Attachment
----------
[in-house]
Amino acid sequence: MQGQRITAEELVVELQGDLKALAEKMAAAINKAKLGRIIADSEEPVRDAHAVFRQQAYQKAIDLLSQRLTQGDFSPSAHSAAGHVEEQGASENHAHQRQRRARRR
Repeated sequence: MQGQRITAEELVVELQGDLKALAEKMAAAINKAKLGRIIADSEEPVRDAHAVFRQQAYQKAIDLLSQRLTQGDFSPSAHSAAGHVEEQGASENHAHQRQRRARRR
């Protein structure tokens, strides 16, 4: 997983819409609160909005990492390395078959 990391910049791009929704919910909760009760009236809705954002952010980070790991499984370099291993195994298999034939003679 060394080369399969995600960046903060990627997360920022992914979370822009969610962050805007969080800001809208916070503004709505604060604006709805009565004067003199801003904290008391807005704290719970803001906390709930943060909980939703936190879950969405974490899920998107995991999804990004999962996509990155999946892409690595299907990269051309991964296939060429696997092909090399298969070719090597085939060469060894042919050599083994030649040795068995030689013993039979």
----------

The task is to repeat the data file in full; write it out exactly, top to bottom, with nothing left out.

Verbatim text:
[in-house]
Amino acid sequence: MQGQRITAEELVVELQGDLKALAEKMAAAINKAKLGRIIADSEEPVRDAHAVFRQQAYQKAIDLLSQRLTQGDFSPSAHSAAGHVEEQGASENHAHQRQRRARRR
Repeated sequence: MQGQRITAEELVVELQGDLKALAEKMAAAINKAKLGRIIADSEEPVRDAHAVFRQQAYQKAIDLLSQRLTQGDFSPSAHSAAGHVEEQGASENHAHQRQRRARRR
């Protein structure tokens, strides 16, 4: 997983819409609160909005990492390395078959 990391910049791009929704919910909760009760009236809705954002952010980070790991499984370099291993195994298999034939003679 060394080369399969995600960046903060990627997360920022992914979370822009969610962050805007969080800001809208916070503004709505604060604006709805009565004067003199801003904290008391807005704290719970803001906390709930943060909980939703936190879950969405974490899920998107995991999804990004999962996509990155999946892409690595299907990269051309991964296939060429696997092909090399298969070719090597085939060469060894042919050599083994030649040795068995030689013993039979």